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Protesters abandon seized palace with Sri Lanka in limbo

COLOMBO, SRI LANKA (AP) – Sri Lankan protesters began to retreat from government buildings they seized and military troops reinforced security at the Parliament yesterday, establishing a tenuous calm in a country in both economic meltdown and political limbo.

Embattled President Gotabaya Rajapaksa fled a day earlier under pressure from demonstrators furious over the island nation’s economic collapse. But he failed to resign as promised – and further angered the crowds by making his prime minister acting leader.

Protesters want both men out and a unity government in to address an economic calamity that has triggered widespread shortages of food and other necessities.

But with a fractured opposition and confusion over who was in charge, a solution seemed no closer following Rajapaksa’s departure. Adding to the turmoil, the president left the Maldives for Singapore yesterday, according to an official who spoke on condition of anonymity.

Months of protests reached a frenzied peak over the weekend when demonstrators stormed the president’s home and office and the official residence of the prime minister. On Wednesday, they seized the office of Prime Minister Ranil Wickremesinghe. They initially vowed to hold these places until a new government was in place, but the movement appeared to shift tactics yesterday.

Protest leader Devinda Kodagode told The Associated Press they planned to vacate official buildings after the Parliament speaker said he was exploring legal options for the country given that Rajapaksa left without submitting his resignation letter as promised.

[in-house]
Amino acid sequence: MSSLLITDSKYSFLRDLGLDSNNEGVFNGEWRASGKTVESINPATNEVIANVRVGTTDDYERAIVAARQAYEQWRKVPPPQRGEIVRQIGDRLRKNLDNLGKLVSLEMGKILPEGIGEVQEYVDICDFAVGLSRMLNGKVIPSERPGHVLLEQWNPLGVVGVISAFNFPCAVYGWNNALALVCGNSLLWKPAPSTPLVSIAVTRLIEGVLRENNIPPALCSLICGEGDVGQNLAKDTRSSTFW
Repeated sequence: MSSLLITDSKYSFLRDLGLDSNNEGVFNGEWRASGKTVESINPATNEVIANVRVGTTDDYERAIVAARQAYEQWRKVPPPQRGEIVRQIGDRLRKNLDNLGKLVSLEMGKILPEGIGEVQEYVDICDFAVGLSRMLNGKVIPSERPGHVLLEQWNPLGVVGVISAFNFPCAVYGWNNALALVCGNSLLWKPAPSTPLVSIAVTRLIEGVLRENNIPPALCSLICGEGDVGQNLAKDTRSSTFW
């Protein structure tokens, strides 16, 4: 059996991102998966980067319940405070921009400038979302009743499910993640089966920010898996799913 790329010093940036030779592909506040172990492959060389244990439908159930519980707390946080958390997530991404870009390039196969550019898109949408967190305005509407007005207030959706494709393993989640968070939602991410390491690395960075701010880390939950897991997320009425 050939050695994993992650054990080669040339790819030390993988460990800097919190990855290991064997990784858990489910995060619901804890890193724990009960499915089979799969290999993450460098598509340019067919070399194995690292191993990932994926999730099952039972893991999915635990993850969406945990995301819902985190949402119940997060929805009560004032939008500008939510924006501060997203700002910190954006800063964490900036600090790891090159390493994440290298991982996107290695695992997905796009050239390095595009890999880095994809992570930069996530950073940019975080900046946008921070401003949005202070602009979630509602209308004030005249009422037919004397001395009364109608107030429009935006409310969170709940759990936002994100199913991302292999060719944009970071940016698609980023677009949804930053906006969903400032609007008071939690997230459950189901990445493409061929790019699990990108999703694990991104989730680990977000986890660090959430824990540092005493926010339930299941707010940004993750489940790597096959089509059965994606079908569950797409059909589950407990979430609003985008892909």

Protesters withdrew from the presidential residence, with some moving a red carpet they had rolled up back into place as they left. Some still milled outside the president’s office. “We are not willing to take power in the building,” said Sanka Jayasekar, a 20-year-old protester leaving the president’s residence. “We just want to kick out (the) Rajapaksa regime. Already Gota Rajapaksa (has) left the country, so he has no power in Sri Lanka so we have gained our power again so that is why we are leaving the building.”

Other protesters posted videos on social media pleading with their compatriots not to storm the Parliament, after clashes outside the building on Wednesday.

Troops in green military uniforms and camouflage vests arrived in armoured personnel carriers yesterday to reinforce barricades around the Legislature. The government, meanwhile, announced another curfew in the capital Colombo and its suburbs in the afternoon until 5am today.

It’s unclear what effect a curfew would have: Some ignored a previous one, but many others rarely leave their homes anyway because of fuel shortages.

Rajapaksa and his wife fled Sri Lanka early Wednesday for the Maldives, slipping away in the night aboard an air force plane.